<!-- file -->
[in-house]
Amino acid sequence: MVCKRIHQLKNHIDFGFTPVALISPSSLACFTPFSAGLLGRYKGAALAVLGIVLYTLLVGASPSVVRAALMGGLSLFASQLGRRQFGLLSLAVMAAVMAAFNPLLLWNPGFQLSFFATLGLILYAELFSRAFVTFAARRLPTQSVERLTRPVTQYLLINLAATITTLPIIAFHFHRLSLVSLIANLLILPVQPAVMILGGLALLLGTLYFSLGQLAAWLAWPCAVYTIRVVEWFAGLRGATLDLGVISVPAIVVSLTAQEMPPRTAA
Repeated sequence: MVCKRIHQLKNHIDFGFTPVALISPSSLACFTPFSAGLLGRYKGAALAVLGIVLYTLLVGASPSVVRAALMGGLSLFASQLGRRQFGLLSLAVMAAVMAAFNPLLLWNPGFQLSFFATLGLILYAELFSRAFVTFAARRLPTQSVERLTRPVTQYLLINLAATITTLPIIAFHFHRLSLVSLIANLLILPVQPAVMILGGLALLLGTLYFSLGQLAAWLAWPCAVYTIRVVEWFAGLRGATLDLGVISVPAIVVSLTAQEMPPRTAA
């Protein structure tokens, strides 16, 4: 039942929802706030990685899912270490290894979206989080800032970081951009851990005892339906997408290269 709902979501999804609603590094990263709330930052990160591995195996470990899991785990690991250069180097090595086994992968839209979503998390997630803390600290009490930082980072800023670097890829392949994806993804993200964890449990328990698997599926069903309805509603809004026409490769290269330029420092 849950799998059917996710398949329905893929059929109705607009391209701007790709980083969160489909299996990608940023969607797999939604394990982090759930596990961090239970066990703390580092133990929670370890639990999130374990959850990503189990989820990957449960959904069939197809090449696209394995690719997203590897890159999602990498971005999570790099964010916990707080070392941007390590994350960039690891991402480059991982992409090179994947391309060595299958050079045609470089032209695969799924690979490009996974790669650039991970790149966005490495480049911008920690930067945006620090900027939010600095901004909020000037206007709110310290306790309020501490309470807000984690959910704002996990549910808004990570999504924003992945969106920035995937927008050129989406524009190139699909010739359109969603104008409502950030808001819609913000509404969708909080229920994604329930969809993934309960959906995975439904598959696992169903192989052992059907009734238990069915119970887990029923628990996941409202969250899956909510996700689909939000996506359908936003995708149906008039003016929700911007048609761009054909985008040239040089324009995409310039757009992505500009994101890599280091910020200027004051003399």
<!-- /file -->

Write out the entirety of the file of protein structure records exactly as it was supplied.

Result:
[in-house]
Amino acid sequence: MVCKRIHQLKNHIDFGFTPVALISPSSLACFTPFSAGLLGRYKGAALAVLGIVLYTLLVGASPSVVRAALMGGLSLFASQLGRRQFGLLSLAVMAAVMAAFNPLLLWNPGFQLSFFATLGLILYAELFSRAFVTFAARRLPTQSVERLTRPVTQYLLINLAATITTLPIIAFHFHRLSLVSLIANLLILPVQPAVMILGGLALLLGTLYFSLGQLAAWLAWPCAVYTIRVVEWFAGLRGATLDLGVISVPAIVVSLTAQEMPPRTAA
Repeated sequence: MVCKRIHQLKNHIDFGFTPVALISPSSLACFTPFSAGLLGRYKGAALAVLGIVLYTLLVGASPSVVRAALMGGLSLFASQLGRRQFGLLSLAVMAAVMAAFNPLLLWNPGFQLSFFATLGLILYAELFSRAFVTFAARRLPTQSVERLTRPVTQYLLINLAATITTLPIIAFHFHRLSLVSLIANLLILPVQPAVMILGGLALLLGTLYFSLGQLAAWLAWPCAVYTIRVVEWFAGLRGATLDLGVISVPAIVVSLTAQEMPPRTAA
């Protein structure tokens, strides 16, 4: 039942929802706030990685899912270490290894979206989080800032970081951009851990005892339906997408290269 709902979501999804609603590094990263709330930052990160591995195996470990899991785990690991250069180097090595086994992968839209979503998390997630803390600290009490930082980072800023670097890829392949994806993804993200964890449990328990698997599926069903309805509603809004026409490769290269330029420092 849950799998059917996710398949329905893929059929109705607009391209701007790709980083969160489909299996990608940023969607797999939604394990982090759930596990961090239970066990703390580092133990929670370890639990999130374990959850990503189990989820990957449960959904069939197809090449696209394995690719997203590897890159999602990498971005999570790099964010916990707080070392941007390590994350960039690891991402480059991982992409090179994947391309060595299958050079045609470089032209695969799924690979490009996974790669650039991970790149966005490495480049911008920690930067945006620090900027939010600095901004909020000037206007709110310290306790309020501490309470807000984690959910704002996990549910808004990570999504924003992945969106920035995937927008050129989406524009190139699909010739359109969603104008409502950030808001819609913000509404969708909080229920994604329930969809993934309960959906995975439904598959696992169903192989052992059907009734238990069915119970887990029923628990996941409202969250899956909510996700689909939000996506359908936003995708149906008039003016929700911007048609761009054909985008040239040089324009995409310039757009992505500009994101890599280091910020200027004051003399």